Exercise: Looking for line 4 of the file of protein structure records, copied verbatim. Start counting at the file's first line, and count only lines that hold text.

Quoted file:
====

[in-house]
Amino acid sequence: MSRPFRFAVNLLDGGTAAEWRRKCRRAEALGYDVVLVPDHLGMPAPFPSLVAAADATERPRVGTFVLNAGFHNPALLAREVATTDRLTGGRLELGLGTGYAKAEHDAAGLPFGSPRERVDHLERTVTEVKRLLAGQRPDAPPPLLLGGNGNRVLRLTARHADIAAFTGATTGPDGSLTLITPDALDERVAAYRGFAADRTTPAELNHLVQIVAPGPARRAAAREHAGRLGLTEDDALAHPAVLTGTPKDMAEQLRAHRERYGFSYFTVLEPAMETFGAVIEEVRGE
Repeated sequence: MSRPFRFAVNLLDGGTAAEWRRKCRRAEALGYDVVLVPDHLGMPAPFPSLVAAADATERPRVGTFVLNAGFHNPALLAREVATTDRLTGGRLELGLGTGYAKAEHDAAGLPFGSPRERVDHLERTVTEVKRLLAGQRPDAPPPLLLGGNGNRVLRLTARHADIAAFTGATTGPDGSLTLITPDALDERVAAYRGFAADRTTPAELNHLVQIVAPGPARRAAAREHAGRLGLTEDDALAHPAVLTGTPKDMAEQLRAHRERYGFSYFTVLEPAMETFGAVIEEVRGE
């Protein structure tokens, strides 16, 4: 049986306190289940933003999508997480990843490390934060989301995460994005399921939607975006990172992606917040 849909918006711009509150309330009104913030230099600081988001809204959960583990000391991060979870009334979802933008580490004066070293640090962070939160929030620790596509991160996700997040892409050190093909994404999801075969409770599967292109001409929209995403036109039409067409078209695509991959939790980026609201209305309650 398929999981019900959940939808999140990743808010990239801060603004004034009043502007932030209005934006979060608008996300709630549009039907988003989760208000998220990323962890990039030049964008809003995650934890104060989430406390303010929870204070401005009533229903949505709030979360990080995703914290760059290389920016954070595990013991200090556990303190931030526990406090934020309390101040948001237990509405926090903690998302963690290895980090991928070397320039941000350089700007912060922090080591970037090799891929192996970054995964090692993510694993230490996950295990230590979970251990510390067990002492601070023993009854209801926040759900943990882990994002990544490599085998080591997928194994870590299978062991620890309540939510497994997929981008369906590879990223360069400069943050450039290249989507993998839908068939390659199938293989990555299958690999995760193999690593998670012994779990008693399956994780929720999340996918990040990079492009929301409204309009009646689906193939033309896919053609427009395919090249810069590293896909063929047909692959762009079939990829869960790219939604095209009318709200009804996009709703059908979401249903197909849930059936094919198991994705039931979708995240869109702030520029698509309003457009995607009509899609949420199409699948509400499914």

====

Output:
């Protein structure tokens, strides 16, 4: 049986306190289940933003999508997480990843490390934060989301995460994005399921939607975006990172992606917040 849909918006711009509150309330009104913030230099600081988001809204959960583990000391991060979870009334979802933008580490004066070293640090962070939160929030620790596509991160996700997040892409050190093909994404999801075969409770599967292109001409929209995403036109039409067409078209695509991959939790980026609201209305309650 398929999981019900959940939808999140990743808010990239801060603004004034009043502007932030209005934006979060608008996300709630549009039907988003989760208000998220990323962890990039030049964008809003995650934890104060989430406390303010929870204070401005009533229903949505709030979360990080995703914290760059290389920016954070595990013991200090556990303190931030526990406090934020309390101040948001237990509405926090903690998302963690290895980090991928070397320039941000350089700007912060922090080591970037090799891929192996970054995964090692993510694993230490996950295990230590979970251990510390067990002492601070023993009854209801926040759900943990882990994002990544490599085998080591997928194994870590299978062991620890309540939510497994997929981008369906590879990223360069400069943050450039290249989507993998839908068939390659199938293989990555299958690999995760193999690593998670012994779990008693399956994780929720999340996918990040990079492009929301409204309009009646689906193939033309896919053609427009395919090249810069590293896909063929047909692959762009079939990829869960790219939604095209009318709200009804996009709703059908979401249903197909849930059936094919198991994705039931979708995240869109702030520029698509309003457009995607009509899609949420199409699948509400499914």